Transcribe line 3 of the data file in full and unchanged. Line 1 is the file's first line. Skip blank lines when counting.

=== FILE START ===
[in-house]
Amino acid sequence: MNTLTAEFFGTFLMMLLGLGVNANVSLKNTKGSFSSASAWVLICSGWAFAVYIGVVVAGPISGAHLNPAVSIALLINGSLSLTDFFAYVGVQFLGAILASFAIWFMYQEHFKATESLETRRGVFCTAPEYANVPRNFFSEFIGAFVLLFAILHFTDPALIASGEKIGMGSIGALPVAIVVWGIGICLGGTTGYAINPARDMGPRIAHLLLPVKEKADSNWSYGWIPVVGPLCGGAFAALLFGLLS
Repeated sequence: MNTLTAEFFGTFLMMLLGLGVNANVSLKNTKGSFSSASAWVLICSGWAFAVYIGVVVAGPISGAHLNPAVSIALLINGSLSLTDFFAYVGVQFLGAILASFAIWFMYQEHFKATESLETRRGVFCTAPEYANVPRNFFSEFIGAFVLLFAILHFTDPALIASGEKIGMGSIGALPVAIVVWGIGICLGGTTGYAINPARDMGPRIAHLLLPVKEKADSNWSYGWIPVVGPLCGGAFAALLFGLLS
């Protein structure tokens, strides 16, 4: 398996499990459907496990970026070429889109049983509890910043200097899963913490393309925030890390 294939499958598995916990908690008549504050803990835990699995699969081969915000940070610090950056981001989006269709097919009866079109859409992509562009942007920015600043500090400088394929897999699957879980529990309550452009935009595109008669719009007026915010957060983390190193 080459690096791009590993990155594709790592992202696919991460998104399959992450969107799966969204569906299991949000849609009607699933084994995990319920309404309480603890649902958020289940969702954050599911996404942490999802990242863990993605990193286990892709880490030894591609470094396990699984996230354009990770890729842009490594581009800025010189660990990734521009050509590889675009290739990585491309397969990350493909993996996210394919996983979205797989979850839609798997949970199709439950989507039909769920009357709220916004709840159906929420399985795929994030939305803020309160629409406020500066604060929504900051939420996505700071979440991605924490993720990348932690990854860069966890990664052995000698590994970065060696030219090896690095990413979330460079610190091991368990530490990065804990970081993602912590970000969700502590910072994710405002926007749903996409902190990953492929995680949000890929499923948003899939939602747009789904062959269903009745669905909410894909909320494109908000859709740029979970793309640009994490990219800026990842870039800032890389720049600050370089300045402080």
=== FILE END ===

Repeated sequence: MNTLTAEFFGTFLMMLLGLGVNANVSLKNTKGSFSSASAWVLICSGWAFAVYIGVVVAGPISGAHLNPAVSIALLINGSLSLTDFFAYVGVQFLGAILASFAIWFMYQEHFKATESLETRRGVFCTAPEYANVPRNFFSEFIGAFVLLFAILHFTDPALIASGEKIGMGSIGALPVAIVVWGIGICLGGTTGYAINPARDMGPRIAHLLLPVKEKADSNWSYGWIPVVGPLCGGAFAALLFGLLS